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Gibson v. Lewis

United States District Court, N.D. California

November 7, 2017

ARTHUR LEE GIBSON, Plaintiff,
v.
J. LEWIS, et al., Defendants.

          ORDER OF DISMISSAL WITH LEAVE TO AMEND

          JAMES DONATO, UNITED STATES DISTRICT JUDGE.

         Plaintiff, a state prisoner, has filed a pro se civil rights complaint under 42 U.S.C. § 1983. He has been granted leave to proceed in forma pauperis.

         DISCUSSION

         STANDARD OF REVIEW

         Federal courts must engage in a preliminary screening of cases in which prisoners seek redress from a governmental entity or officer or employee of a governmental entity. 28 U.S.C. § 1915A(a). In its review, the Court must identify any cognizable claims, and dismiss any claims which are frivolous, malicious, fail to state a claim upon which relief may be granted, or seek monetary relief from a defendant who is immune from such relief. Id. at 1915A(b)(1), (2). Pro se pleadings must be liberally construed. Balistreri v. Pacifica Police Dep't, 901 F.2d 696, 699 (9th Cir. 1990).

         Federal Rule of Civil Procedure 8(a)(2) requires only “a short and plain statement of the claim showing that the pleader is entitled to relief.” Although a complaint “does not need detailed factual allegations, . . . a plaintiff's obligation to provide the ‘grounds' of his ‘entitle[ment] to relief' requires more than labels and conclusions, and a formulaic recitation of the elements of a cause of action will not do. . . . Factual allegations must be enough to raise a right to relief above the speculative level.” Bell Atlantic Corp. v. Twombly, 550 U.S. 544, 555 (2007) (citations omitted). A complaint must proffer “enough facts to state a claim to relief that is plausible on its face.” Id. at 570. The United States Supreme Court has explained the “plausible on its face” standard of Twombly: “While legal conclusions can provide the framework of a complaint, they must be supported by factual allegations. When there are well-pleaded factual allegations, a court should assume their veracity and then determine whether they plausibly give rise to an entitlement to relief.” Ashcroft v. Iqbal, 556 U.S. 662, 679 (2009).

         To state a claim under 42 U.S.C. § 1983, a plaintiff must allege that: (1) a right secured by the Constitution or laws of the United States was violated, and (2) the alleged deprivation was committed by a person acting under the color of state law. West v. Atkins, 487 U.S. 42, 48 (1988).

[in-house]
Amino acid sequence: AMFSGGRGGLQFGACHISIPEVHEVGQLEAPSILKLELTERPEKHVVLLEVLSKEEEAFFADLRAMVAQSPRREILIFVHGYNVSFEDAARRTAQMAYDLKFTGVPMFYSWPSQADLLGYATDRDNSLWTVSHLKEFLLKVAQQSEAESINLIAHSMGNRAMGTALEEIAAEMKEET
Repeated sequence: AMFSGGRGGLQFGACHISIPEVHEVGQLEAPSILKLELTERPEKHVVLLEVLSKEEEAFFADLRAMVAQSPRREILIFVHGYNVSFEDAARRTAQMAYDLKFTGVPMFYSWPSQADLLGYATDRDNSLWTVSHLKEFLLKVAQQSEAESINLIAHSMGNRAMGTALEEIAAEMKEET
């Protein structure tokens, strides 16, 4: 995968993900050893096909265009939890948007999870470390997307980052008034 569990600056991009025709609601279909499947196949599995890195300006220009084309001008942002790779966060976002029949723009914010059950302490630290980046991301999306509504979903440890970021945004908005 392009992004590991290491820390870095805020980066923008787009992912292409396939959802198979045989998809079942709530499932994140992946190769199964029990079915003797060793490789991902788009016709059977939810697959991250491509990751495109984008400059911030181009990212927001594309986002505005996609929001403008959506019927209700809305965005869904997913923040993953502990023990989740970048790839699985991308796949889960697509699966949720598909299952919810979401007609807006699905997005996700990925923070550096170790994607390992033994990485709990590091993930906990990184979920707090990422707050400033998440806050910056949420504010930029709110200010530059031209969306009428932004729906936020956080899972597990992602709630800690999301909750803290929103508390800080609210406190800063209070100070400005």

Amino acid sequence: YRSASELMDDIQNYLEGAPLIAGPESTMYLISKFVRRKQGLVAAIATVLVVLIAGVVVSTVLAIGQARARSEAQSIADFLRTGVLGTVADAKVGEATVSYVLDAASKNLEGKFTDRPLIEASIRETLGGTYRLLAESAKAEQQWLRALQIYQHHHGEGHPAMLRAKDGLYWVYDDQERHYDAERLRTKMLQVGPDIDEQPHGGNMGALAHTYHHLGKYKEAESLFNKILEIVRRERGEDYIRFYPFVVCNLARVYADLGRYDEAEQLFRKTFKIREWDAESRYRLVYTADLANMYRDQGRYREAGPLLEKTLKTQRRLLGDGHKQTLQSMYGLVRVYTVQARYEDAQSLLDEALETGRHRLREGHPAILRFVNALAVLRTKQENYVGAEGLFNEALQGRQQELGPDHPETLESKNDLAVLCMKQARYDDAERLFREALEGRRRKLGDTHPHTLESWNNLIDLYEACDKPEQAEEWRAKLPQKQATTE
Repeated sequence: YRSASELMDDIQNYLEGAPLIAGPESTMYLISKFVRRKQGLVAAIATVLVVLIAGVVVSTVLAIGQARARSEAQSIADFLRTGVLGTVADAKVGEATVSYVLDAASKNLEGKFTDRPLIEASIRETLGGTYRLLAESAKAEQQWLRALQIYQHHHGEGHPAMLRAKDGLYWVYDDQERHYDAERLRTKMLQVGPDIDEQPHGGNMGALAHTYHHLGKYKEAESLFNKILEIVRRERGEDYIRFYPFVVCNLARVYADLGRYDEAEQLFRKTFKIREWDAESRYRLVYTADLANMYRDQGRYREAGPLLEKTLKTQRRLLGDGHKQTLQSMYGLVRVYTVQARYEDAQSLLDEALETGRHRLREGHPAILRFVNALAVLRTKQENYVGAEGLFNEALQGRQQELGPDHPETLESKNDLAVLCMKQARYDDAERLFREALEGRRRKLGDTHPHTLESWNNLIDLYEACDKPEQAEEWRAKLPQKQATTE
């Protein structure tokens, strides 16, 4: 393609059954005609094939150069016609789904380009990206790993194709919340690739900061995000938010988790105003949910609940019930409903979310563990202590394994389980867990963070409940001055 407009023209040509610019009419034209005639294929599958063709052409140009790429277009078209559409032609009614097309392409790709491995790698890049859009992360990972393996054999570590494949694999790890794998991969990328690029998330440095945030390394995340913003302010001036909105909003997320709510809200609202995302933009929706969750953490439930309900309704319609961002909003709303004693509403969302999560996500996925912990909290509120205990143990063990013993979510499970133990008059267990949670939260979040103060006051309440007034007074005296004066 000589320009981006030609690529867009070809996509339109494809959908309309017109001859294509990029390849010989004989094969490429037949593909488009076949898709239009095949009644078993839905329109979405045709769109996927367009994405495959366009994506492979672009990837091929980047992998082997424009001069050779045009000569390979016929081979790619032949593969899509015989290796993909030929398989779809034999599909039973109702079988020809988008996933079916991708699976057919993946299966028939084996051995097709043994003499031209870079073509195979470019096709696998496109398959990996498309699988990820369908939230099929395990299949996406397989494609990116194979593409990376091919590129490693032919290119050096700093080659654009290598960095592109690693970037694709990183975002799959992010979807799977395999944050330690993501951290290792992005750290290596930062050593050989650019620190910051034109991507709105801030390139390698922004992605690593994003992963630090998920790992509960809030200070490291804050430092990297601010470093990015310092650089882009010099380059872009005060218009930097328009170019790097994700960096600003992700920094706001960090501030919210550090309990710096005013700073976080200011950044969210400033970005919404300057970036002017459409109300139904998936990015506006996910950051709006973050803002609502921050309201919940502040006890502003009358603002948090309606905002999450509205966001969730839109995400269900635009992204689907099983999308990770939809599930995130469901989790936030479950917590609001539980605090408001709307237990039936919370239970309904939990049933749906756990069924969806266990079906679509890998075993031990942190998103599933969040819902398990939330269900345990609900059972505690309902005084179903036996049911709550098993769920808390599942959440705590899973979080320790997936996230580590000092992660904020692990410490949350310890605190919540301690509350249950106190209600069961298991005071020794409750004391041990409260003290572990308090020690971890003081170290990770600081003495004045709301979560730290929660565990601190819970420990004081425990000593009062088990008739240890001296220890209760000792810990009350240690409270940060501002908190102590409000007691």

LEGAL CLAIMS

         Plaintiff states that he was notified of a potential breach regarding his personal health information. A laptop computer that may have included plaintiff's health information was stolen out of a car of a prison health care worker. The computer was password protected but was not encrypted. Plaintiff seeks money damages.

         Plaintiff has failed to state a cognizable claim because he has not identified a right secured by the Constitution or laws of the United States that was violated. To demonstrate a violation of the Eighth Amendment with respect to medical care, plaintiff must demonstrate that defendants were deliberately indifferent to his serious medical needs. See Estelle v. Gamble, 429 U.S. 97, 104 (1976); McGuckin v. Smith, 974 F.2d 1050, 1059 (9th Cir. 1992), overruled on other grounds, WMX Technologies, Inc. v. Miller, 104 F.3d 1133, 1136 (9th Cir. 1997) (en banc).

         To the extent plaintiff is asserting a violation of his health privacy; he is not entitled to relief. The Health Insurance Portability and Accountability Act of `1996 (“HIPAA”), Pub. L. 104-191, 110 Stat. 1936 (codified as amended in scattered sections of 42 U.S.C.) “provides for no private right of action.” Webb v. Smart Document Solutions, 499 F.3d 1078, 1080 (9th Cir. 2007); see, e.g., Seaton v. Mayberg, 610 F.3d 530, 533 (9th Cir. 2010) (citing Webb and dismissing prisoner's claim under HIPAA for disclosure of his medical records). Plaintiff assertion that potential release of his medical information due to theft violated his constitutionally-protected privacy rights fails to state a claim because “prisoners do not have a constitutionally protected expectation of privacy in prison treatment records when the state has a legitimate penological interest in access to them.” Seaton, 610 F.3d at 534.

         The complaint is dismissed with leave to amend to set forth a federal claim. If plaintiff cannot present a federal claim he should proceed with this action in state court. Plaintiff indicates that he filed a state court action but it is not clear if that action continues.

         CONCLUSION

         1. The complaint is DISMISSED with leave to amend. The amended complaint must be filed within twenty-eight (28) days of the date this order is filed and must include the caption and civil case number used in this order and the words AMENDED COMPLAINT on the first page. Because an amended complaint completely replaces the original complaint, plaintiff must include in it all the claims he wishes to present. See Ferdik v. Bonzelet,963 F.2d 1258, 1262 (9th Cir. 1992). He may not incorporate ...


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